A preferred thermosensitive lithographic plate of this invention comprises on a substrate a thermosensitive layer comprising a polymeric binder, a free radical polymerizable monomer having at least one terminal ethylenic group, a free-radical initiator, and an infrared absorbing dye. A nonionic surfactant is preferably added in the thermosensitive layer. Other additives such as surfactant, dye or pigment, exposure-indicating dye (such as leuco crystal violet, leucomalachite green, azobenzene, 4-phenylazodiphenylamine, and methylene blue dyes), and free-radical stabilizer (such as methoxyhydroquinone) may be added. The monomer preferably has at least 3 (meth)acrylate groups, more preferably at least 4 (meth)acrylate groups, even more preferably at least 5 (meth)acrylate groups, and most preferably at least 6 (meth)acrylate groups. The monomer can be a urethane (meth)acrylate monomer or a non-urethane (meth)acrylate monomer; preferably the monomer is a urethane (meth)acrylate monomer; more preferably both a non-urethane (meth)acrylate monomer and a urethane (meth)acrylate monomer are used in the photosensitive layer. One or more other monomers can be added in the photosensitive layer. The weight ratio of all the monomers to all the polymeric binders is preferably larger than 0.5, more preferably larger than 1.0, even more preferably larger than 1.5, and most preferably larger than 2.0. An ink and/or fountain solution soluble or dispersible overcoat is preferably coated on the photosensitive layer.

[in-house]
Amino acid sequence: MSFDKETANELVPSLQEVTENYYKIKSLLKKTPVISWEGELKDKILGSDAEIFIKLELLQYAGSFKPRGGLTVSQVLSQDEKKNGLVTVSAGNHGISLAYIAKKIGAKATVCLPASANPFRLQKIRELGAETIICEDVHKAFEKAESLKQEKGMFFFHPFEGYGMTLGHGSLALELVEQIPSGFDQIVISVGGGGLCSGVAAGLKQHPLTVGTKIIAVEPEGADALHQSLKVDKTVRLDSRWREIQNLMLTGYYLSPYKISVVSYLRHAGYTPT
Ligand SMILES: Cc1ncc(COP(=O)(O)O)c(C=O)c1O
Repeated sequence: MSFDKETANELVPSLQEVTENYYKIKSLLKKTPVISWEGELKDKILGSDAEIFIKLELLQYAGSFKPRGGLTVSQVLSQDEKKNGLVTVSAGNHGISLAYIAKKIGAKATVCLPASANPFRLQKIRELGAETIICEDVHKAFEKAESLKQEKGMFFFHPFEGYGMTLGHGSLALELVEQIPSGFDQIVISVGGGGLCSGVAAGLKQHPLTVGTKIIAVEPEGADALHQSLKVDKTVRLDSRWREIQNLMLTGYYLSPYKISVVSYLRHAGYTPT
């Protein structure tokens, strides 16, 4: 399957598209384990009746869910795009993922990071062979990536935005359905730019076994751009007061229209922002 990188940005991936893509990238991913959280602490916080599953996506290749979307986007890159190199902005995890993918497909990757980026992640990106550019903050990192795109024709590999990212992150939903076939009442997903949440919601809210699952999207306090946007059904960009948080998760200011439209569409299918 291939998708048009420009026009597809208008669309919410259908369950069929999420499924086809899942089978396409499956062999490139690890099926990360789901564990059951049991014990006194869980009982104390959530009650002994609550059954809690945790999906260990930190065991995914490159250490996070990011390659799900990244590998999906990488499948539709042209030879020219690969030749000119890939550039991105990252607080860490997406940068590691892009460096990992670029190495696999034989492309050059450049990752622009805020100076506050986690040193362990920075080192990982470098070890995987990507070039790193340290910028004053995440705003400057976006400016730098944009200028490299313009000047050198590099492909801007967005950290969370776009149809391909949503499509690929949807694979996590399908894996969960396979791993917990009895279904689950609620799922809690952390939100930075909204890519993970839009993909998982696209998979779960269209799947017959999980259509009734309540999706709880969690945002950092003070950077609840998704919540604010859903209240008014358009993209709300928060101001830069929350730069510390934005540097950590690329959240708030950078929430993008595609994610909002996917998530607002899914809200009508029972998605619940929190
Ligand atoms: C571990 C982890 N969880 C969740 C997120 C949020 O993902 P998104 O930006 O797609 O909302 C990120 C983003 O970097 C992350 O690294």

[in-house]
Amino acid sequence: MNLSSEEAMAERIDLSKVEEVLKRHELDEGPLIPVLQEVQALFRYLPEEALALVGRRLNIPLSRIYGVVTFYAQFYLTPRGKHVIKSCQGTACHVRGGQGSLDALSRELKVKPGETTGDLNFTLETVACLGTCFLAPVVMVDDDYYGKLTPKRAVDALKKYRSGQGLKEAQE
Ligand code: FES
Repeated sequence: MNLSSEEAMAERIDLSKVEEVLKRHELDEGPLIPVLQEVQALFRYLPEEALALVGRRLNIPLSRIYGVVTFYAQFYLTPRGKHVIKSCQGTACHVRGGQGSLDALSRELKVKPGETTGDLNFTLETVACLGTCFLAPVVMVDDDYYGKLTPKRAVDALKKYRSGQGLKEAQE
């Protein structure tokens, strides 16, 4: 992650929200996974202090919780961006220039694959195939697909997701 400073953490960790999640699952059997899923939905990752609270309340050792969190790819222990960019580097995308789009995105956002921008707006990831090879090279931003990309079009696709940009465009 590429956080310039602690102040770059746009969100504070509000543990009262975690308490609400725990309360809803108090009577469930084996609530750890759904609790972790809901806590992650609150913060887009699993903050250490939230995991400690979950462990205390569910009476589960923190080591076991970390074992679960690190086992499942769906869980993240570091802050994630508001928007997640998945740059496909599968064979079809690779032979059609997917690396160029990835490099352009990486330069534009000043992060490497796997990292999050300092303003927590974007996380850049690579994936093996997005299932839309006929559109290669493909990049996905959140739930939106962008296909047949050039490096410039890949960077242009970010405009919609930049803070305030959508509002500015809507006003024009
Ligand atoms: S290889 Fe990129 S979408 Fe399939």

Another preferred thermosensitive lithographic plate of this invention comprises on a substrate a thermosensitive layer comprising a polymeric binder, a urethane monomer having at least 3 (meth)acrylate groups, a non-urethane monomer having at least 3 (meth)acrylate groups, a free-radical initiator, and an infrared absorbing dye. Preferably, the urethane monomer has at least 4 (meth)acrylate groups, and the non-urethane monomer has at least 4 (meth)acrylate groups. More preferably, the urethane monomer has at least 6 (meth)acrylate groups. A nonionic surfactant is preferably added. One or more other monomers can be added in the photosensitive layer. The weight ratio of all the urethane (meth)acrylate monomer to all the non-urethane (meth)acrylate monomer is preferably from 0.10 to 10.0, more preferably 0.30 to 1.0. An ink and/or fountain solution soluble or dispersible overcoat is preferably coated on the photosensitive layer.